At one point, the president was allowed to leave Walter Reed before he was discharged to take a joyride and wave to his supporters. Though few contagious people would ask to do this, it’s unlikely that a hospital would let them if they tried. “They would never, ever let anybody else do that,” McDermott says. (A spokesperson for Walter Reed told me, “Our COVID-19 treatment plans are uniquely tailored based on the presentation of each individual patient, and these treatments also adhere to the most updated national societal guidelines.”)

For Trump’s four-day stay at Walter Reed, the hospital will bill the president’s health insurance, the White House spokesperson Judd Deere told me. Though Barack Obama bought his own health insurance through the Affordable Care Act’s health-insurance exchange, it is not clear which insurance plan Trump has. Deere said that “the president received the same health-insurance options that are available to all federal employees.” He may have been referring to the Federal Employees Health Benefits Program, for which the government pays the majority of the premiums. (Here, too, the president differs from some of his countrymen, 8.5 percent of whom are uninsured—more than were uninsured when Trump took office.)

For the average American, a hospital stay for COVID-19 would rack up quite a bill. Remdesivir, one of the antiviral drugs Trump took, costs insurers $3,120. For someone insured by a large employer, being hospitalized for COVID-19-related pneumonia could cost more than $1,300 out of pocket, according to an analysis from the Kaiser Family Foundation, and someone insured by a small business might pay even more. Without insurance, the bill would be more like $73,000. People the president’s age would likely be on Medicare, which would charge them $1,408 for their COVID-19 treatment, not including any extended stays or rehab, according to the Kaiser Family Foundation analysis.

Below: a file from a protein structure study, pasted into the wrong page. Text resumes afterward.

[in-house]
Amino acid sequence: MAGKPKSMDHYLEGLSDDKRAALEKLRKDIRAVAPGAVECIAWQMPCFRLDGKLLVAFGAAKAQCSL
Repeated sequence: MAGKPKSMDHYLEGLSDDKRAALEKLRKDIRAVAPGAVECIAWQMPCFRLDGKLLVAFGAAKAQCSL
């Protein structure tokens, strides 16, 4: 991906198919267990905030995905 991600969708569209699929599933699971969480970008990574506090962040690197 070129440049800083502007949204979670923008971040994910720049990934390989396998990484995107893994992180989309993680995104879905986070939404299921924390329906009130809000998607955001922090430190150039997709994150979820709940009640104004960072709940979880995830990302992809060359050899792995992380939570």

A nonmilitary American rushed to a military hospital such as Walter Reed might be faced with an even larger and more relentless medical bill. Civilians currently owe about $198 million to military hospitals for medical treatments, as I reported in January, and unlike nonprofit hospitals, the facilities are required to take “aggressive action” to settle outstanding debts.

Even as Trump was receiving treatment at Walter Reed, his administration was continuing to fight in court to overturn the Affordable Care Act, the 2010 law that dramatically reformed health insurance in this country, prohibiting discrimination against people with preexisting conditions and eliminating lifetime limits on insurance benefits. Trump has repeatedly promised to come up with a replacement health-care plan for the country “very soon,” but has failed to do so. If the ACA were deemed unconstitutional, someone like Trump, who has had COVID-19, could be discriminated against for having a preexisting condition.